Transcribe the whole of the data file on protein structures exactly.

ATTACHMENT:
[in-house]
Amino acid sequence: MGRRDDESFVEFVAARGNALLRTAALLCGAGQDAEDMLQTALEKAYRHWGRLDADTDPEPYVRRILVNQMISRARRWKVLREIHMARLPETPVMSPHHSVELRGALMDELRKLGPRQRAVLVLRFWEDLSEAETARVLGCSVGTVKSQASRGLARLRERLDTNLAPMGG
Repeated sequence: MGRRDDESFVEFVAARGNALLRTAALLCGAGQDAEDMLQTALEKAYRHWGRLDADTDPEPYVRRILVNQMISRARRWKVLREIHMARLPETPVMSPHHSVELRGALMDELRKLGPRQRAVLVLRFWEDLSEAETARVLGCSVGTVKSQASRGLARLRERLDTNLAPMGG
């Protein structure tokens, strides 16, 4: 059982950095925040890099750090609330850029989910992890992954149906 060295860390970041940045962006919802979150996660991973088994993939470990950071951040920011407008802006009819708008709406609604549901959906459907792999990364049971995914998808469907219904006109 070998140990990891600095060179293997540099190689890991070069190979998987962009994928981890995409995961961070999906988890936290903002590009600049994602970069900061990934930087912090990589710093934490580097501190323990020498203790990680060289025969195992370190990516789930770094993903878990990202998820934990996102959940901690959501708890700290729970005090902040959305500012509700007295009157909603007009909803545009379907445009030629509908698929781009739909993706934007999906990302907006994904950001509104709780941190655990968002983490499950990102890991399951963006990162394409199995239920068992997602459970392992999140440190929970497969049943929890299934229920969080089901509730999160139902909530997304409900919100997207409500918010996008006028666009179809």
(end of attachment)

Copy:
[in-house]
Amino acid sequence: MGRRDDESFVEFVAARGNALLRTAALLCGAGQDAEDMLQTALEKAYRHWGRLDADTDPEPYVRRILVNQMISRARRWKVLREIHMARLPETPVMSPHHSVELRGALMDELRKLGPRQRAVLVLRFWEDLSEAETARVLGCSVGTVKSQASRGLARLRERLDTNLAPMGG
Repeated sequence: MGRRDDESFVEFVAARGNALLRTAALLCGAGQDAEDMLQTALEKAYRHWGRLDADTDPEPYVRRILVNQMISRARRWKVLREIHMARLPETPVMSPHHSVELRGALMDELRKLGPRQRAVLVLRFWEDLSEAETARVLGCSVGTVKSQASRGLARLRERLDTNLAPMGG
């Protein structure tokens, strides 16, 4: 059982950095925040890099750090609330850029989910992890992954149906 060295860390970041940045962006919802979150996660991973088994993939470990950071951040920011407008802006009819708008709406609604549901959906459907792999990364049971995914998808469907219904006109 070998140990990891600095060179293997540099190689890991070069190979998987962009994928981890995409995961961070999906988890936290903002590009600049994602970069900061990934930087912090990589710093934490580097501190323990020498203790990680060289025969195992370190990516789930770094993903878990990202998820934990996102959940901690959501708890700290729970005090902040959305500012509700007295009157909603007009909803545009379907445009030629509908698929781009739909993706934007999906990302907006994904950001509104709780941190655990968002983490499950990102890991399951963006990162394409199995239920068992997602459970392992999140440190929970497969049943929890299934229920969080089901509730999160139902909530997304409900919100997207409500918010996008006028666009179809």